intracellular pH is approximately 7. whereas only one third of intensivists would do this. such as seen in diabetic ketoacidosis or lactic acidosis (Table 1). diarrhea) or from its titration to an anionic base that often can be converted back to bicarbonate.05). Controversy arises when the decrease in bicarbonate concentration is the result of its conversion to another base. Those that are the salts of a weak acid will have more of the drug in the nonionized form in an acid environment and. it is said to vary from 50% to >100%. can be converted back to bicarbonate.02). and when are they manifest? (2) When is acidemia severe enough to warrant therapy? (3) How much bicarbonate should be given. This nonbicarbonate base anion is commonly termed “potential” bicarbonate. then there would be no reason even to contemplate giving bicarbonate. Any calculated amount will be only approximate. Both groups would administer bicarbonate by constant infusion. given time. For patients with lactic acidosis. One such example of enhanced toxicity during acidemia is that of acetylsalicylic acid.01).5 The optimum extracellular pH for all physiologic mechanisms and organ functions is 7. and bone formation/resorption. depending on the severity of the acidemia. a fall in cardiac output. In patients with metabolic acidosis. The patient should be carefully monitored and bicarbonate administration altered. If one knew that the timely and efficient conversion of acetoacetate and β-hydroxybutyrate or lactate back to bicarbonate would occur without morbidity or mortality. although the degree will vary depending on the specific event. Protons bind to intracellular proteins as well as extracellular proteins. fatty acid biosynthesis. as we discuss. Deviations from normal pH will obviously decrease the efficiency of all reactions.. this is not a hard and fast rule. By contrast. The degree of ionization is only one of the factors that determine a drug's solubility across cell membranes. 86% of nephrologists would treat with bicarbonate.2–4 All drugs that are the salts of weak bases or acids have a dissociation constant. acidemia may adversely affect cell functions such as enzymatic reactions. Many diverse mechanisms are in place to maintain both extracellular and intracellular pH within this very narrow range. methotrexate. of course. it sensitizes the myocardium to arrhythmias. especially albumin and hemoglobin.g. The volume of distribution of bicarbonate is approximately that of total body water. Giving bicarbonate to a patient with a true bicarbonate deficit is not controversial. may manifest increased toxicity.1 in virtually every tissue studied. It also shifts the oxyhemoglobin curve to the right. when . thus. which. Metabolic acidosis results from a loss of bicarbonate from the body (e. Sixty percent of nephrologists would treat with bicarbonate versus 28% of intensivists (P < 0. whereas acidemia protects the central nervous system against seizures. Thus. but.4. four questions should be considered: (1) What are the deleterious effects of acidemia. Other salts of weak acids are tolbutamide. and how is that amount calculated? (4) What are the deleterious effects of bicarbonate therapy? Severe acidemia causes a decrease in myocardial contractility. In considering acute bicarbonate replacement. Seventy-five percent of nephrologists would calculate the amount of bicarbonate required. phenobarbital. Acidemia also decreases the binding of norepinephrine to its receptors.6 This distribution will obviously affect the calculated bicarbonate deficit. we must use extracellular pH (arterial or venous) as a surrogate.2 as a goal. For example. targeting an arterial pH of 7.intensivists would (P < 0. ATP generation. allowing more O 2 to be released—the Bohr Effect. Most authorities in acid-base physiology would give bicarbonate to a patient with an arterial pH <7. A wider variance was noted in the therapy of diabetic ketoacidosis. whereas two thirds of intensivists would give bicarbonate (P < 0. Because we do not measure intracellular pH. but it is crucial in those body compartments in which pH may change. and a fall in BP.1. and phenytoin.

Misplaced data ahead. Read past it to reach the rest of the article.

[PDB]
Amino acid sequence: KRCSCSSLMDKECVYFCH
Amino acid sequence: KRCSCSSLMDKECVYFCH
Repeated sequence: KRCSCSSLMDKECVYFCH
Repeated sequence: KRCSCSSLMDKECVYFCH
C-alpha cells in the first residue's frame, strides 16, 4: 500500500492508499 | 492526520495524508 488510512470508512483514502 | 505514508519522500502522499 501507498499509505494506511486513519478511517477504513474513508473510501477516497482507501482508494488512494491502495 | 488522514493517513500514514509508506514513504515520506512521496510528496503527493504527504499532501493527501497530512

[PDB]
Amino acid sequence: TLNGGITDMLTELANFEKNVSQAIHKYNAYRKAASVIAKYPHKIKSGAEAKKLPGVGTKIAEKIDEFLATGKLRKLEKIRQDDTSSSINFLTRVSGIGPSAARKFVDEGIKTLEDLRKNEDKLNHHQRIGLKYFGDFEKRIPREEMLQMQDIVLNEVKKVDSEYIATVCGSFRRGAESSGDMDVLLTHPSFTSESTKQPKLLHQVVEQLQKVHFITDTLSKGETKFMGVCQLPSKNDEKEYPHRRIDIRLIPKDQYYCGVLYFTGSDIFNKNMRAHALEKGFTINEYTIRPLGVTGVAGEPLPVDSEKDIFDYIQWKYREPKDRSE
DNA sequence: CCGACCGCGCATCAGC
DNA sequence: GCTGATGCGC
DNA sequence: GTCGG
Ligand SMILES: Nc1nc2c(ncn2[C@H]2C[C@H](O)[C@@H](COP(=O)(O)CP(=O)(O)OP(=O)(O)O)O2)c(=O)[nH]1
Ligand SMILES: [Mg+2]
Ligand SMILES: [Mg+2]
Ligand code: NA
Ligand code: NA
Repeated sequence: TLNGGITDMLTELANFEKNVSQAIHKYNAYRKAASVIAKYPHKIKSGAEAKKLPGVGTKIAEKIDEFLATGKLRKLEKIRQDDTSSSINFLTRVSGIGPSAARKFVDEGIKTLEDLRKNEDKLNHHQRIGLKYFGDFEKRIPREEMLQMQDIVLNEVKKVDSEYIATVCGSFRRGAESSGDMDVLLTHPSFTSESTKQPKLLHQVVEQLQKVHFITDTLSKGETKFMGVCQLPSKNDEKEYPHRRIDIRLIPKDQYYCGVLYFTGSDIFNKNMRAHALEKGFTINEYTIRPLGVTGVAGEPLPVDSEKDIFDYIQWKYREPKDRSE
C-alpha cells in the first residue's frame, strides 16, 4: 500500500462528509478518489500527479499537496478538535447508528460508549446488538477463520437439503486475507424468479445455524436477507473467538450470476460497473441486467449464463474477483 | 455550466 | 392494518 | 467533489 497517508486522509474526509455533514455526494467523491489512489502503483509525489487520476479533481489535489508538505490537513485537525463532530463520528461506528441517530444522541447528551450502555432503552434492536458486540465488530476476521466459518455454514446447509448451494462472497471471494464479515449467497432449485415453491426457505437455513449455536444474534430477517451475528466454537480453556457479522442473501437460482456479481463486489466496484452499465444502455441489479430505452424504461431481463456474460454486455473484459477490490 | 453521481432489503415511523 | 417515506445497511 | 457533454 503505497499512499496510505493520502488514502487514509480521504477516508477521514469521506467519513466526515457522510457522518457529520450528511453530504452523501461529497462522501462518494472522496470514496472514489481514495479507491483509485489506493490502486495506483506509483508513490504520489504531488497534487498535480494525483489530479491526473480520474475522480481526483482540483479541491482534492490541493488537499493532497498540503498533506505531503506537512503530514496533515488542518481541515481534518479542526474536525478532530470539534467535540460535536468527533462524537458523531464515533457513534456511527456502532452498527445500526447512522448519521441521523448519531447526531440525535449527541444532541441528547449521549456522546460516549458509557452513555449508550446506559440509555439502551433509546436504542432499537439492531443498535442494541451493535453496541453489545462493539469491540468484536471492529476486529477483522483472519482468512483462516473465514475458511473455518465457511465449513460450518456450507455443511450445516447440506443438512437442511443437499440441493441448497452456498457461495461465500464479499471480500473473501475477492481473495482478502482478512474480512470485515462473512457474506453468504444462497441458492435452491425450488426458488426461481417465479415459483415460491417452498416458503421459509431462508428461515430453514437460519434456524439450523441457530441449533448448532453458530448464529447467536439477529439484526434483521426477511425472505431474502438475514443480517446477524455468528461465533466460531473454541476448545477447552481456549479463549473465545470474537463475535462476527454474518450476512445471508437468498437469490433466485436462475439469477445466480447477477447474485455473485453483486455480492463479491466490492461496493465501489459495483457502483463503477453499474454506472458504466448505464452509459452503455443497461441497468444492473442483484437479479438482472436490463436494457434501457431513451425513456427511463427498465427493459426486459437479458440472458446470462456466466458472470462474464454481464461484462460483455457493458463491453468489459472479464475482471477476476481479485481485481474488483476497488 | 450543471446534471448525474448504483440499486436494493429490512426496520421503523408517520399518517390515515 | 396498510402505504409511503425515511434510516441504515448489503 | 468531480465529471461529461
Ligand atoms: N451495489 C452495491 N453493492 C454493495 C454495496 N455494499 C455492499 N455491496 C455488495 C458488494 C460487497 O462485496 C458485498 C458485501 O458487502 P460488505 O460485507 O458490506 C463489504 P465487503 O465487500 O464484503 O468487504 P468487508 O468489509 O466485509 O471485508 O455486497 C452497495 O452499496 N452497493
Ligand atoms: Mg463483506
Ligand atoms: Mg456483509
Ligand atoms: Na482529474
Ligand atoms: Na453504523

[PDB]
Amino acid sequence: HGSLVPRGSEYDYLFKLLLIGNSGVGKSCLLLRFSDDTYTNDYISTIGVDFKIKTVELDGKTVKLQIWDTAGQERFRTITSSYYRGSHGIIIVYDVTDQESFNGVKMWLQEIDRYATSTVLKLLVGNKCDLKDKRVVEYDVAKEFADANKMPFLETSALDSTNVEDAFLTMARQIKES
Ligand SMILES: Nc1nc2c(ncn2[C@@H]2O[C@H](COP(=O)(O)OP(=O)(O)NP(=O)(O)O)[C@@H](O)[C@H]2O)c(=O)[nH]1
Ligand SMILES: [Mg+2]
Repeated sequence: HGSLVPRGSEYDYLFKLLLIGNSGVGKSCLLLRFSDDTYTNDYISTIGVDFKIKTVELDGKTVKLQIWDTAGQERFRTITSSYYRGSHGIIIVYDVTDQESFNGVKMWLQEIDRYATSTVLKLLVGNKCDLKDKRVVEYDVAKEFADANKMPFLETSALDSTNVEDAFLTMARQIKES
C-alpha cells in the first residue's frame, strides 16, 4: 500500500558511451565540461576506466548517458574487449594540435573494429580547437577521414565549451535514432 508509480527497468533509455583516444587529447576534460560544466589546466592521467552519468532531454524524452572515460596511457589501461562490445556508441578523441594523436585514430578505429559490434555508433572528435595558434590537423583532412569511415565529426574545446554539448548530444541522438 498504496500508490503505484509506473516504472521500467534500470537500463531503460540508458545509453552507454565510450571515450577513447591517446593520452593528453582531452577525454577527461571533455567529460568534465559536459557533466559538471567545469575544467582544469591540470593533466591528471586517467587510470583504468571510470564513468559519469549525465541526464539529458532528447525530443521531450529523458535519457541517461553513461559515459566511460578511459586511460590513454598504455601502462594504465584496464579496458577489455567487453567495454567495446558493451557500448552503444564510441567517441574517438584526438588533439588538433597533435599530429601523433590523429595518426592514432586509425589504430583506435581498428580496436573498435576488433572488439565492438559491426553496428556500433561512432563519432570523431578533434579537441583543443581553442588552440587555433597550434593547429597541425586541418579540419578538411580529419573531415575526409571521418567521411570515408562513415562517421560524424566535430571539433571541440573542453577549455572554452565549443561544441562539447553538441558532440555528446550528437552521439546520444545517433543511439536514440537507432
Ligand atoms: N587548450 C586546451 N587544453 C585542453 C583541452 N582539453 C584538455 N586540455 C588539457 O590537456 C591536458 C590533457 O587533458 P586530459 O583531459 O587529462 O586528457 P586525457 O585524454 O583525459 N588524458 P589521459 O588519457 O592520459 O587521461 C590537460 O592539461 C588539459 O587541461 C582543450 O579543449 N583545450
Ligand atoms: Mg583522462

in patients with compromised cardiac output.4 + 2. like any other guide to bicarbonate treatment. In some patients. Lake Forest. Okuda et al. Whether these observations relate to human disorders with acidemia is unknown. infusion with THAM® (Hospira Inc. Others have reported similar . There are also shifts in ionized calcium.9 These observations have led some investigators to recommend either of these compounds as preferred therapy. 8 By contrast. fulminate congestive heart failure with flash pulmonary edema may result.” he is truly bicarbonate deficient. This formula..18 demonstrated in humans with diabetic ketoacidosis. In this example. 6. not only has the patient converted bicarbonate to “potential bicarbonate. potassium also shifts out of the cell sensitizing the heart to abnormal electrical activity and subsequent arrhythmias. that bicarbonate therapy markedly increased blood acetoacetate and β-hydroxybutyrate levels. Previous SectionNext Section DIABETIC KETOACIDOSIS In ketoacidosis. IL) or CarbiCarb® (International Medication System.2.8.14. then the blood pH will increase to 7. Hence. however.1. the ubiquitous hyperchloremic metabolic acidosis we see the day after insulin therapy is initiated. thus enhancing the renal excretion of acid and regenerating bicarbonate. Infusion also increased blood lactate levels approximately three-fold. In ketoacidosis. More urinary loss of ketone bodies occurs after fluid administration and volume repletion. In patients with severe acidosis. does not remain the same after NaHCO 3 infusion. especially when the Pco2 is low.16–18 This “potential” bicarbonate will be converted back to actual bicarbonate unless it lost in the urine.15). Thus. Rebound alkalemia may also occur after base administration. increase proinflammatory cytokine release. if the bicarbonate concentration rises only 1 mEq/L. more tissue remains viable. Fernandezet al. Giving bicarbonate to both animals and humans increases blood lactate and ketone bodies. substantial amounts of acetoacetate and β-hydroxybutyrate are lost in the urine before the patient arrives at the hospital.given.8. If the bicarbonate is doubled (raised to only 8 mEq/L). Arterial Pco2 typically. In addition. should just be a starting point. This is true only if the Pco2 does not change. South El Monte. For example. it is not clear that renal response to acidemia was accounted for as they analyzed acute acid-base disorders. to suit the course. if a patient has a Pco2 of 13 mmHg and bicarbonate of 4 mEq/L. which is modified as events unfold. CA) does not affect arterial Pco2. in strong acid acidosis.7 ± 1. Therapy with fluids and electrolytes restores extracellular volume and renal blood flow. then his arterial pH is 7.7 derived a more precise formula for calculating the bicarbonate space: (0.8 mmHg when an infusion of sodium bicarbonate is given (1.4.6/Phco3) (body weight). given a static Pco 2. as well as in the in situ acidemic perfused rat liver (pH of 7. it rises 6. This has been noted in humans and experimental animals under a variety of acidemic conditions. for example. Moreover. a “paradoxic” intracellular acidosis may occur when giving bicarbonate therapy because CO2 generated from its titration freely diffuses across the cell membrane.15 Bicarbonate administration may stimulate superoxide formation.2 Bicarbonate therapy is also associated with an increase in mortality. it is almost never necessary to give bicarbonate even though the patient is bicarbonate deficient unless renal function is permanently impaired. if cell water is maintained at pH 6. only a small amount of bicarbonate may be required.5 mmol/kg over 5 min). A graphic representation of the formula (Figure 5 in reference7) shows that the “apparent” bicarbonate space increases quite markedly with acidemia but decreases very little with alkalemia. or enhance apoptosis. 10–12 The increase in mortality is blamed on a fall in BP and cardiac output. Although they used actual data from several human studies. both volume expansion and hypernatremia can occur. Many in vitro studies show that intracellular alkalinization hastens cell death after anoxia13. then the pH would be above 7.